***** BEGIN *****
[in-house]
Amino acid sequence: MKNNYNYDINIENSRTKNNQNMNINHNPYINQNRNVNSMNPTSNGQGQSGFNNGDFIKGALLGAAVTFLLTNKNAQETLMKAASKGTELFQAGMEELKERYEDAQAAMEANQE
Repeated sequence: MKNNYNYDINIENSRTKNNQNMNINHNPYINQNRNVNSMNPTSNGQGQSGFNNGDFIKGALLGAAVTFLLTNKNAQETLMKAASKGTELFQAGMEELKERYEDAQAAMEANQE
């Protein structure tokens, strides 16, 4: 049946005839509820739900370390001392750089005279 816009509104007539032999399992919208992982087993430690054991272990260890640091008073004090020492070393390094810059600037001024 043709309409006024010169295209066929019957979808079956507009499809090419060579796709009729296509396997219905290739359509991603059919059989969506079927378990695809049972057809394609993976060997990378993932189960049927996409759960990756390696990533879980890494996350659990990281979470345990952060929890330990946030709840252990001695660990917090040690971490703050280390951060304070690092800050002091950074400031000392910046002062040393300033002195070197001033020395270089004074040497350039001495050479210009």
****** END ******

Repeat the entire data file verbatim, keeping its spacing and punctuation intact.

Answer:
[in-house]
Amino acid sequence: MKNNYNYDINIENSRTKNNQNMNINHNPYINQNRNVNSMNPTSNGQGQSGFNNGDFIKGALLGAAVTFLLTNKNAQETLMKAASKGTELFQAGMEELKERYEDAQAAMEANQE
Repeated sequence: MKNNYNYDINIENSRTKNNQNMNINHNPYINQNRNVNSMNPTSNGQGQSGFNNGDFIKGALLGAAVTFLLTNKNAQETLMKAASKGTELFQAGMEELKERYEDAQAAMEANQE
């Protein structure tokens, strides 16, 4: 049946005839509820739900370390001392750089005279 816009509104007539032999399992919208992982087993430690054991272990260890640091008073004090020492070393390094810059600037001024 043709309409006024010169295209066929019957979808079956507009499809090419060579796709009729296509396997219905290739359509991603059919059989969506079927378990695809049972057809394609993976060997990378993932189960049927996409759960990756390696990533879980890494996350659990990281979470345990952060929890330990946030709840252990001695660990917090040690971490703050280390951060304070690092800050002091950074400031000392910046002062040393300033002195070197001033020395270089004074040497350039001495050479210009």